ˆH(Δ=0)=u(Δ=0)2∫L0dx[(∂xϕ)2+Π2]. (30)

In the LL approach, the presence of the interaction leads simply to the rescaling of the bosonic field , having the following rescaling effect on the current:

 ˆJ→∫L0∂tϕ√πdx=√K∫L0∂t~ϕ√πdx=√Ku∫L0~Π√πdx

and the effective LL Hamiltonian of interacting fermions is

 ˆHXXZ = ˆH(Δ=0)+Δ∑iSzlSzl+1 ↦ ˆHLL=u2∫L0[(∂x~ϕ)2+~Π2]dx.

The matrix element of between the ground state and excited states is calculated in the Appendix.

Thus, the effect of interactions on the Drude weight (the singular contribution) boils down to rescaling of the matrix elements of the total current for the free case Eq. (26) by the factor , and of course the sound velocity is also renormalized by the interaction:

 D(ω)=πLω∞∑k=04Ku2(2k+1)π2δ(ω−(2k+1)uπL). (31)

The integral of the Drude part is exactly equal to that of the Drude weight in a periodic chain:

 ∫∞0D(ω)dω=∑K4Ku(2k+1)2π2=Ku2. (32)

Needless to say, as in periodic chains, the singular part almost exhausts the sum rule (17) for . The regular part of the conductivity in open and periodic chains can, generally speaking, be different, but the sum rule requires that

 limL→∞1L∫∞0[σoreg−σreg]dω→0.

Importantly, the leading size dependence of the CFS comes from the singular part , and thus in an open chain the CFS scales quadratically with the system size:

 χoJ=Lπ∫∞0dωD(ω)ω=∑k=04KL2π4(2k+1)3=7ζ(3)2π4KL2, (33)

where is the Riemann zeta-function. This result prominently illustrates the difference between the periodic and open chains, and shows that one has to be careful when applying the CFS for detecting phase transitions: unless the transition involves some divergences in the current correlators, the leading contribution (33) will be “blind” to it, so the divergence of at the phase transition will be hidden in the subleading terms (usually, the exponent that determines the finite-size scaling of the divergent part of the FS at the phase transition (see Eq. (3) is some number between and ).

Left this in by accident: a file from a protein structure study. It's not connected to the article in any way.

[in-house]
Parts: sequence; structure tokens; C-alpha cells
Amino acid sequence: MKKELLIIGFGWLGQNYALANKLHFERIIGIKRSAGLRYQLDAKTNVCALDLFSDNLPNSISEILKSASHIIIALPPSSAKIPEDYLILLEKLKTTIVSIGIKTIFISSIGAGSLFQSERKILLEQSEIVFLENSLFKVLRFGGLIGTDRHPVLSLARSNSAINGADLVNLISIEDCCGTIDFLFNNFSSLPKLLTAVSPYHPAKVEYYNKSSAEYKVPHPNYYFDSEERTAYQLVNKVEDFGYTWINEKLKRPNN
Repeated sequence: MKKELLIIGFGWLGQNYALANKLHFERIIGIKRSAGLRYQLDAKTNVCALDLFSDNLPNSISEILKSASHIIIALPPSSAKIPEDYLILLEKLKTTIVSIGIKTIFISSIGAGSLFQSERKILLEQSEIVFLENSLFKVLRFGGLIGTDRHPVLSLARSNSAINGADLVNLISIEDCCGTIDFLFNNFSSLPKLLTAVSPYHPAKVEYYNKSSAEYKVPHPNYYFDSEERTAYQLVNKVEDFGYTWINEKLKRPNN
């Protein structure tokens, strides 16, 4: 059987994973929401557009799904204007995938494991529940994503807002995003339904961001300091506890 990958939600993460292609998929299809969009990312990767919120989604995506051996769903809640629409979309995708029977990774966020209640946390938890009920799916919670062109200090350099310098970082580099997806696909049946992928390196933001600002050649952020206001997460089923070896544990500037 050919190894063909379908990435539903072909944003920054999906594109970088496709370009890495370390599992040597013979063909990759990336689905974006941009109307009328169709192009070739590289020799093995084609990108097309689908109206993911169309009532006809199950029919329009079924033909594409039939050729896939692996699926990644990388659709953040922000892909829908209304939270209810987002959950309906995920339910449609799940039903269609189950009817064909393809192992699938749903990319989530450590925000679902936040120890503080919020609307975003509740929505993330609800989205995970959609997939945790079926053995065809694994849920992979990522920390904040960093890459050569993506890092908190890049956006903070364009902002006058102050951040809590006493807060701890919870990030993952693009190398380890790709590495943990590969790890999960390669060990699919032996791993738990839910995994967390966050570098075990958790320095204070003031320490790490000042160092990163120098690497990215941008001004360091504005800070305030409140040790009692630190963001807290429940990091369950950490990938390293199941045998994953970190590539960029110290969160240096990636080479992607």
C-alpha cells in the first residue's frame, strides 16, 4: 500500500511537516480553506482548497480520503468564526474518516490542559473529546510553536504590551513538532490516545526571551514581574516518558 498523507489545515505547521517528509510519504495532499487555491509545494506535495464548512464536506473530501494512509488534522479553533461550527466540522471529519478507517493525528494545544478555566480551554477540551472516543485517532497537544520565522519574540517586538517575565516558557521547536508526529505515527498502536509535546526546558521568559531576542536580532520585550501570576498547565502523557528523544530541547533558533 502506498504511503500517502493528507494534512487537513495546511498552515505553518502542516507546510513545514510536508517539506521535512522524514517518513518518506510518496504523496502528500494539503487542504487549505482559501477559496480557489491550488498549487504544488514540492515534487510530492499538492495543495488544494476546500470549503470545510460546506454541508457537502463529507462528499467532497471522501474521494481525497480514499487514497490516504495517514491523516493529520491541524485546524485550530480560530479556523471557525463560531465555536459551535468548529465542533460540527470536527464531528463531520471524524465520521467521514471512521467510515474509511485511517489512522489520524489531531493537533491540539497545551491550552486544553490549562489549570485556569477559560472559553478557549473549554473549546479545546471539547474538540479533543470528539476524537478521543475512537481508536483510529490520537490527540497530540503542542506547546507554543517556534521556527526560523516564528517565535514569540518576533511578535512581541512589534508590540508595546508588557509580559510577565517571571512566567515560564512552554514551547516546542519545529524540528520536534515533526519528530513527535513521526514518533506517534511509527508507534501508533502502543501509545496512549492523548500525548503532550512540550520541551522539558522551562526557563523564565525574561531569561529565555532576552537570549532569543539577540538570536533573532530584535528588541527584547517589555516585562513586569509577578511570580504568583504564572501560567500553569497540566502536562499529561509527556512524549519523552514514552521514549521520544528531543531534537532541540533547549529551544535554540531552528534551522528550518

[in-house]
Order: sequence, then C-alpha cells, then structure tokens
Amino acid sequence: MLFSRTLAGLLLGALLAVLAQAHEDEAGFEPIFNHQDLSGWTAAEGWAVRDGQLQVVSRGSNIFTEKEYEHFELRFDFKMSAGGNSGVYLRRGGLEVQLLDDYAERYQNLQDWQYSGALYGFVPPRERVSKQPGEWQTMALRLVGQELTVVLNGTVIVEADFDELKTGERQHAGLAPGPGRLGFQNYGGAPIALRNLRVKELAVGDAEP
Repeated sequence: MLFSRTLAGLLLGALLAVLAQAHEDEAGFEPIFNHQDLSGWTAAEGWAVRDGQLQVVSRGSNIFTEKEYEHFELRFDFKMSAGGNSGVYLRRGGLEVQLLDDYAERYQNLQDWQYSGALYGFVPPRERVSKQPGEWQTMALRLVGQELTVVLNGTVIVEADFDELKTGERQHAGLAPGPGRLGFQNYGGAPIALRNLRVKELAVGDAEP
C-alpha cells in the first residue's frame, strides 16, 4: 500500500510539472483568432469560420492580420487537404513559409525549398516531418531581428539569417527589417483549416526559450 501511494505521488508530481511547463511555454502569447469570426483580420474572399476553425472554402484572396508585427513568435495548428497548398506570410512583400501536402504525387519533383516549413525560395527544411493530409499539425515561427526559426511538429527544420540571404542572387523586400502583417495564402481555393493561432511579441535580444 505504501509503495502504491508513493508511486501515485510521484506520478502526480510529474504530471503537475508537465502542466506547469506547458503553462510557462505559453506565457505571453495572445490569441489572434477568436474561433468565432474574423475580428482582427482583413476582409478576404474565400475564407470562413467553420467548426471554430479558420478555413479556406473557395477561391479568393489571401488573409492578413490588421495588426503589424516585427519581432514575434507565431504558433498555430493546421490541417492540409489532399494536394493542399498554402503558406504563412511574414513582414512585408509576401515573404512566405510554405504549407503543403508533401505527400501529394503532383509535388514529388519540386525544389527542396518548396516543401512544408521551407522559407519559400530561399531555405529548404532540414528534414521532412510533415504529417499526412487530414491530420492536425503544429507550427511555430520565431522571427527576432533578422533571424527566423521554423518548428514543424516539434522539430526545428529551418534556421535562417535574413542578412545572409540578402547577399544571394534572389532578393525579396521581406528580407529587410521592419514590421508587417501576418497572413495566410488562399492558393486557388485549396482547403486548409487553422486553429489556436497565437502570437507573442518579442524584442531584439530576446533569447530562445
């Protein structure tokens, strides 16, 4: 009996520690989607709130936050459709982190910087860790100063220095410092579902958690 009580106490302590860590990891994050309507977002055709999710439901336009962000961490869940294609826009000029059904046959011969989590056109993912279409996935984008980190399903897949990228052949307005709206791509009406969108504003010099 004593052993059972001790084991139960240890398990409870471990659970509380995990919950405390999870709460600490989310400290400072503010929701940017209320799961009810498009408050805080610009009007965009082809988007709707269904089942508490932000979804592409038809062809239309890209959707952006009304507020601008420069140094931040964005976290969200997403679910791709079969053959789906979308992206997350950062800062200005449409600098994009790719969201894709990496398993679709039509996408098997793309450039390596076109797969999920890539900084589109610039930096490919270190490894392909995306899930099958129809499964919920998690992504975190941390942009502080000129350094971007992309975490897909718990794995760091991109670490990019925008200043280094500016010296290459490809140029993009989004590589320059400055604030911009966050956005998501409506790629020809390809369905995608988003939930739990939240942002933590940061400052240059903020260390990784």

We illustrate such “masking” on the example of the attractive single-component Bose-Hubbard model with the additional 3-body occupation constraint Greschner ():

 H = −t2∑j[b†jbj+1+b†j+1bj]−id2∑j[b†jbj+1−b†j+1bj] (34) + U2∑jnj(nj−1)+U3∑jnj(nj−1)(nj−2),

where , are the bosonic creation/annihilation operators of particles at site , , and the three-body coupling constant forbids sites with more than double occupancy. Fig. 4 presents the DMRG results for the FS study of the Ising phase transition between the single-particle superfluid and pair superfluid states (see the phase diagram in Ref. Greschner, ). The transition is easily detected by looking at the FS with respect to the hopping part (changing ), but when it is studied by looking at the current FS (i.e., the parameter is changed), it is masked for chains with o.b.c. as is seen in the lower panel of Fig. 4.

### ii.4 Alternative derivation of the CFS scaling for open boundary conditions

The CFS behavior in spin- XXZ chain with arbitrary half-integer can be analyzed with the help of a different approach, valid at any as well as at finite magnetization (i.e., in presence of some external magnetic field). Consider a unitary transformation defined by the twist operator

 ˆU[ϕ(d)]=eiϕ(d)ˆP,ˆP=∑jjSzj, (35)

where and is the “polarization” operator, or the “spin center of mass”. Applied to the Hamiltonian Eq. (4), it removes the DM interaction, for the price of changing the anisotropy. Performing two such transformations, and , one can transform the fidelity into the matrix element of the form